Tuesday, October 12, 2010 JiaZu Zhou, Southwest University, China & NYU On the Symmetric Mixed Isohomothetic Inequality

Abstract: The classical isoperimetric inequality for a plane curve has been generalized to a Minkowski inequality which is concerned with the Minkowski mixed area of two convex domains K1 and K2 in 2-dimensional Euclidean space. In this presentation, we introduce the symmetric mixed isoperimetric deficit of K1 and K2 that measures the homothety of K1 and K2, and establish some new results on Bonnesen-style symmetric mixed isohomothetic inequalities.

Thursday, October 7, 2010 Peter Dragnev, Indiana-Purdue University Electrons, Buckyballs, and Orifices: Nature's Way of Minimizing Energy

Abstract: The "uniform" distribution of many points on the unit sphere is a highly non-trivial problem with applications throughout the whole spectrum of modern science. Whether one studies electrons in equilibrium from Physics, large fullerene compounds from Chemistry, orifices of pollen grain from Biology, or data encoding from Computer Science, one arrives at spherical arrangements of points that minimize some energy functional. In this talk we shall make a short survey of the various problems in the literature and will focus on the separation properties of the extremal configurations and related minimal energy problems.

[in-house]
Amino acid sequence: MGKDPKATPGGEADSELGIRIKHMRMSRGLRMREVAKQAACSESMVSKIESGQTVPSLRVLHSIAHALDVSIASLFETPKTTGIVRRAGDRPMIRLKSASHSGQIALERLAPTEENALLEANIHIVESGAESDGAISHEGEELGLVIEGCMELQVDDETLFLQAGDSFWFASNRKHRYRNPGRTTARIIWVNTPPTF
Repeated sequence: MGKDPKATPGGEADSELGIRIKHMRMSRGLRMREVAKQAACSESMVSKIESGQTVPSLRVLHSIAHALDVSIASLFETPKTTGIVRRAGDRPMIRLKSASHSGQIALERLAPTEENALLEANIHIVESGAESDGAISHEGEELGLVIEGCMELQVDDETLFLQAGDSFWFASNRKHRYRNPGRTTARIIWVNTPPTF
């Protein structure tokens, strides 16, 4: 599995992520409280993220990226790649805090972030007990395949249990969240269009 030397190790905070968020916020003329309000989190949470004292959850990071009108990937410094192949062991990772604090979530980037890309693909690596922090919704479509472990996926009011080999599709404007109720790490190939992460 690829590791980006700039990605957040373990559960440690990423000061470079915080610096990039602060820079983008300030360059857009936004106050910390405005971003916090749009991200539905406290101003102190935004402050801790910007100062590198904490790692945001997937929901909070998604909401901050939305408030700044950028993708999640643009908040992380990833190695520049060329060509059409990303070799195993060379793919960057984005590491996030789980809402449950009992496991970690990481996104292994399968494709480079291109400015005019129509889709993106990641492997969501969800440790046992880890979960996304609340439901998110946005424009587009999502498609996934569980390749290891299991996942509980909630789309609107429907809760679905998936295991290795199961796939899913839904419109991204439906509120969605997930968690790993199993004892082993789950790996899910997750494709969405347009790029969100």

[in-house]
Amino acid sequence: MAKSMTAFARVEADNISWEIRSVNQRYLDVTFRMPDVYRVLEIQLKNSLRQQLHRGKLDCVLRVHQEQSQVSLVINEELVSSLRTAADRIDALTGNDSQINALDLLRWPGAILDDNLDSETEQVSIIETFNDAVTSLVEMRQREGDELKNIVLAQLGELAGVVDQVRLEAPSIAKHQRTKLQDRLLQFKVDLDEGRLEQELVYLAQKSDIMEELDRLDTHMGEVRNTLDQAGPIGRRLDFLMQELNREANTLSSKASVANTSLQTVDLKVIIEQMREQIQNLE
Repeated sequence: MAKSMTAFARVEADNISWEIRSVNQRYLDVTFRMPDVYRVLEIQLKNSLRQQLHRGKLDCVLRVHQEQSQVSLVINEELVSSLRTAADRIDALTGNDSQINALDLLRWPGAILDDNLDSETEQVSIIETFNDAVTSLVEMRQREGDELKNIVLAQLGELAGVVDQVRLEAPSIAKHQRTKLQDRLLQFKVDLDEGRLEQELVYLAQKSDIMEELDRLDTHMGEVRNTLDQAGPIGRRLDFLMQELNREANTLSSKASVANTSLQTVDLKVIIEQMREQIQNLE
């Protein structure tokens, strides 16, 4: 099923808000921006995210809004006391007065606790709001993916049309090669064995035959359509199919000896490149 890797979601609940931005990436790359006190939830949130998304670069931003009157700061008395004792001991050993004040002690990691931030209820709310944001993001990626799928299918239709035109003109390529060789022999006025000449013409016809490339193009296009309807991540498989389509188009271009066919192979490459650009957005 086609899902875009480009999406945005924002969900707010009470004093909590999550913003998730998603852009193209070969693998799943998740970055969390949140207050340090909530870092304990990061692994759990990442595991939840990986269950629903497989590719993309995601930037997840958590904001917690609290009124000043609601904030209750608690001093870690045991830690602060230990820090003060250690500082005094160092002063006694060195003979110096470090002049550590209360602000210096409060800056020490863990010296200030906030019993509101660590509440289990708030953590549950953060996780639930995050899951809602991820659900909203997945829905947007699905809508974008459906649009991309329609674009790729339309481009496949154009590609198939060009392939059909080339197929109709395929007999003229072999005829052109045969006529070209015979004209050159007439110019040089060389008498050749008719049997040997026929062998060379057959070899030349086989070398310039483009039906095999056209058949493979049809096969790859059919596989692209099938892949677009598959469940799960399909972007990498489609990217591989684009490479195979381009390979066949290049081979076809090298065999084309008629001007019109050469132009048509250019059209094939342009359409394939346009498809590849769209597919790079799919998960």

Thursday, September 16, 2010 Peter Dragnev, Indiana-Purdue University Minimal Energy Problems and Applications: Ping Pong Balayage and Convexity of Equilibrium Measures

Abstract: This talk has two parts. Initially, I will present a survey of various minimal energy problems in potential theory having applications to different areas of research not only in mathematics, but in physics, biology, chemistry, etc. In addition to being a preview of a sequence of more detailed lectures to be given at subsequent colloquia and analysis seminars, the survey will introduce the necessary preliminaries to present the main result.

Let E be the union of finitely many intervals or arcs on the unit circle. In a joint work with David Benko we prove that the equilibrium measure of E has a convex density. This is true for both the classical logarithmic kernel, and the Riesz kernel. This seems to be a fundamental result in potential theory, maybe one for the books.